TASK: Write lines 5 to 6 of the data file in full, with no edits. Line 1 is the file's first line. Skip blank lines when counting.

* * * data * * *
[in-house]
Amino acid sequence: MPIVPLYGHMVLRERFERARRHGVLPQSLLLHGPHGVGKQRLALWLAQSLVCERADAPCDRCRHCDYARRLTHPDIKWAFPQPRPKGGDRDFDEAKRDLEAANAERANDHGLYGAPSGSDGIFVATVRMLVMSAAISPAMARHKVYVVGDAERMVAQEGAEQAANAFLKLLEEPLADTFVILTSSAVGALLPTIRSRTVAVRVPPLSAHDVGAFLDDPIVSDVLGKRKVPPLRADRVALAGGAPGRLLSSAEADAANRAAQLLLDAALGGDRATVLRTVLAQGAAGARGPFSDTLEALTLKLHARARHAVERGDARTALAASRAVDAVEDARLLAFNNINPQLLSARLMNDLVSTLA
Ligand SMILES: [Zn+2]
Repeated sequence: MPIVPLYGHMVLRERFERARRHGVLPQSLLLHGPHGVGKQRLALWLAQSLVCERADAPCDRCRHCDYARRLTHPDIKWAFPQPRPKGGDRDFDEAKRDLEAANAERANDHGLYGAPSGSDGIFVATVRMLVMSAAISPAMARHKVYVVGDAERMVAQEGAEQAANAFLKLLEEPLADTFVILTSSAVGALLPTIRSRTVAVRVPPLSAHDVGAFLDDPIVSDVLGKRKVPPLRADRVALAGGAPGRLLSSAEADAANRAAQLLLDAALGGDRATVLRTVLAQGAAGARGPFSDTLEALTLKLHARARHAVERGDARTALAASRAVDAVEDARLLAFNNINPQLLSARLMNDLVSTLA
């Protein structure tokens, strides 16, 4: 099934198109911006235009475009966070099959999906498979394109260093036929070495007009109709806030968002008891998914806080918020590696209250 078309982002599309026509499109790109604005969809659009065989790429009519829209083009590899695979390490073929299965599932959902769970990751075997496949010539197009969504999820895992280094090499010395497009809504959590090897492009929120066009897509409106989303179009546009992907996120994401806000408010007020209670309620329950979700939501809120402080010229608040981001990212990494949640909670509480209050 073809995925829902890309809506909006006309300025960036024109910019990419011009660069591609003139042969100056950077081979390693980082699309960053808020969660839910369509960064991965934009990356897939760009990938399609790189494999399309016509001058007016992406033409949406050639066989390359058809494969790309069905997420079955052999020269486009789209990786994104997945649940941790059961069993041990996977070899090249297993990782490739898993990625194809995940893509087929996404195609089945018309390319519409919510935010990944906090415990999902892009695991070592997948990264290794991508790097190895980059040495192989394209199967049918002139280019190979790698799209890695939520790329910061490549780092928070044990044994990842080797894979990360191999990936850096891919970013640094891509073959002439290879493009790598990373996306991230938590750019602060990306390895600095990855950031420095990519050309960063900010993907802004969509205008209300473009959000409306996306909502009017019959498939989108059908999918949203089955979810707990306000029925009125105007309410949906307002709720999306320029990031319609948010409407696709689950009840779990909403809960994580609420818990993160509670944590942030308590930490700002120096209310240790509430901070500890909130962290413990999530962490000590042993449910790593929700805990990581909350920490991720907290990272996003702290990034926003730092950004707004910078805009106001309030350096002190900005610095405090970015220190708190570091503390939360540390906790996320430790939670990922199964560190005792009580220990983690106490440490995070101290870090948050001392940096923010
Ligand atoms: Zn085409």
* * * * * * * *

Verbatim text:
């Protein structure tokens, strides 16, 4: 099934198109911006235009475009966070099959999906498979394109260093036929070495007009109709806030968002008891998914806080918020590696209250 078309982002599309026509499109790109604005969809659009065989790429009519829209083009590899695979390490073929299965599932959902769970990751075997496949010539197009969504999820895992280094090499010395497009809504959590090897492009929120066009897509409106989303179009546009992907996120994401806000408010007020209670309620329950979700939501809120402080010229608040981001990212990494949640909670509480209050 073809995925829902890309809506909006006309300025960036024109910019990419011009660069591609003139042969100056950077081979390693980082699309960053808020969660839910369509960064991965934009990356897939760009990938399609790189494999399309016509001058007016992406033409949406050639066989390359058809494969790309069905997420079955052999020269486009789209990786994104997945649940941790059961069993041990996977070899090249297993990782490739898993990625194809995940893509087929996404195609089945018309390319519409919510935010990944906090415990999902892009695991070592997948990264290794991508790097190895980059040495192989394209199967049918002139280019190979790698799209890695939520790329910061490549780092928070044990044994990842080797894979990360191999990936850096891919970013640094891509073959002439290879493009790598990373996306991230938590750019602060990306390895600095990855950031420095990519050309960063900010993907802004969509205008209300473009959000409306996306909502009017019959498939989108059908999918949203089955979810707990306000029925009125105007309410949906307002709720999306320029990031319609948010409407696709689950009840779990909403809960994580609420818990993160509670944590942030308590930490700002120096209310240790509430901070500890909130962290413990999530962490000590042993449910790593929700805990990581909350920490991720907290990272996003702290990034926003730092950004707004910078805009106001309030350096002190900005610095405090970015220190708190570091503390939360540390906790996320430790939670990922199964560190005792009580220990983690106490440490995070101290870090948050001392940096923010
Ligand atoms: Zn085409």